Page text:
Zoning commissioners approve Washington Village rebuild
Hour (Norwalk, CT), 2014-02-20
Feb. 20--NORWALK -- Zoning commissioners late Wednesday night approved a plan to raze and rebuild Washington Village, the oldest public-housing complex in Connecticut.
"It's a huge milestone for the project, a critical step forward," said Timothy Doherty, project manager with developer Trinity Financial, LLC. "We're grateful to the commission, and the Planning and Zoning staff really worked hard with us."
Christopher J. Smith, the attorney representing Trinity Financial of Boston, said the local approvals will clear the way to secure funding for the $100-million-plus project.
The plan, undertaken by Trinity Financial in concert with the Norwalk Housing Authority and Norwalk Redevelopment Agency, calls for razing Washington Village and its 136 apartments along Water Street and building in their place 136 public-housing units, 67 workforce housing units and 70 market-rate units in two, three and four-story buildings.
During the review process, critics argued against rebuilding in a flood zone.
Proponents of the plan, including many Washington Village residents, however, pled for its approval as a way to replace old, undersized apartments that frequently flood during storms.
"We have families living in mold-infested, flood-prone apartments," said Commissioner Michael G. Mushak before voting 'Yes.'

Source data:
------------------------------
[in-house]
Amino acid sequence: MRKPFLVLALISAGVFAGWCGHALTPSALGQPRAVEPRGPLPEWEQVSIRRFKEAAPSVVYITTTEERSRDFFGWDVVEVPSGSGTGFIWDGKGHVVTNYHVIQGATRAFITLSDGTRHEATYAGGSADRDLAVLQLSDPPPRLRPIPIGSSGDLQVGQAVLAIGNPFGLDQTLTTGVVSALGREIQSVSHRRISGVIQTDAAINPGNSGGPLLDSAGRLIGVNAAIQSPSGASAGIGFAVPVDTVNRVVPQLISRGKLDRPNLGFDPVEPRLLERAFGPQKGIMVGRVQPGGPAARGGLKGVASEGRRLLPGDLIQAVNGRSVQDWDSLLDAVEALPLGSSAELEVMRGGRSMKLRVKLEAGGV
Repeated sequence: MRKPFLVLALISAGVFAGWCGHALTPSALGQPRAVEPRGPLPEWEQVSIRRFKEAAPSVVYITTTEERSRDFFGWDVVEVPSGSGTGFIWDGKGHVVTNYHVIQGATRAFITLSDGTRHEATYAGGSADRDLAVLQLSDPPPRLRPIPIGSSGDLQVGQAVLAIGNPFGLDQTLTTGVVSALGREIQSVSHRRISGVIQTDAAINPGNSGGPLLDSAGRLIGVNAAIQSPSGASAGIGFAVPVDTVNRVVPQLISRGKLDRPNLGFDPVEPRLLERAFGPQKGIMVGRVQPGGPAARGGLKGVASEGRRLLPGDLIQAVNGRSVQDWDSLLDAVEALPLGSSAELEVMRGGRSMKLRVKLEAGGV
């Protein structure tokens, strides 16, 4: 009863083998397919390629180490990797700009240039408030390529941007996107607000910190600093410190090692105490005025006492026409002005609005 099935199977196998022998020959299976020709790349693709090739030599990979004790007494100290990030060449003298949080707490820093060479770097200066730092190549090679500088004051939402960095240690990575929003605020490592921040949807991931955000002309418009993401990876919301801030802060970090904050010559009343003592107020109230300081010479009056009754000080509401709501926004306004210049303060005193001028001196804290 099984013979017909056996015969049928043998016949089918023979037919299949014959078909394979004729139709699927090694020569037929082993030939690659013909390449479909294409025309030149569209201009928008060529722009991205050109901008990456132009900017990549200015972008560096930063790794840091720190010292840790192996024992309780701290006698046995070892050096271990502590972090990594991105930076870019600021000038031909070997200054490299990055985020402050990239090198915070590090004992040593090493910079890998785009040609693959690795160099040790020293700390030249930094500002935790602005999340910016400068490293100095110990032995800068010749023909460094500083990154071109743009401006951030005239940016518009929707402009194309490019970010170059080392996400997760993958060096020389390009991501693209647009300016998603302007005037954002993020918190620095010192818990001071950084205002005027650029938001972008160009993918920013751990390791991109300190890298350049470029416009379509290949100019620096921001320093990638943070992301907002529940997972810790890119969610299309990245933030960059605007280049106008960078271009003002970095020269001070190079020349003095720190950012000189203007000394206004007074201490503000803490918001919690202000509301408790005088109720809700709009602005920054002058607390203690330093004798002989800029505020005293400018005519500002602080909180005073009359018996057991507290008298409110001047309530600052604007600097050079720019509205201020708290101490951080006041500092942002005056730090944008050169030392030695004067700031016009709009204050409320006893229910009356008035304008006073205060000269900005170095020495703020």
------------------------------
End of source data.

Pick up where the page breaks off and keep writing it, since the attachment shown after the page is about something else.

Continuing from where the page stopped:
Mushak described the reconstruction plan, which calls for building apartments above and parking below, as a "flood-resilient design."
Approved Wednesday night was a zoning change to permit below-building parking in a flood plain, as well as the site plans for the three component portions of the project.
The plan calls for transferring city-owned land at 13 and 20 Day St. to the Norwalk Housing Authority for incorporation into a new Washington Village. Ten and 70 apartments would be constructed on those properties, respectively.
Meanwhile, a total of 193 new multi-family housing units would be built at the location of the current Washington Village.
The commission held a public hearing on the plan on Dec. 11, but chose to review new information, including proposed off-site improvements, rather than vote immediately on the proposal.
During the hearing, Washington Village Tenants Association President Raymond Dunlap presented a petition with signatures of residents supporting the plan.
Ganga Duleep, Friends of Ryan Park president, however, reiterated her concerns that raising the intersection of Day and Raymond streets would increase flooding in nearby areas.
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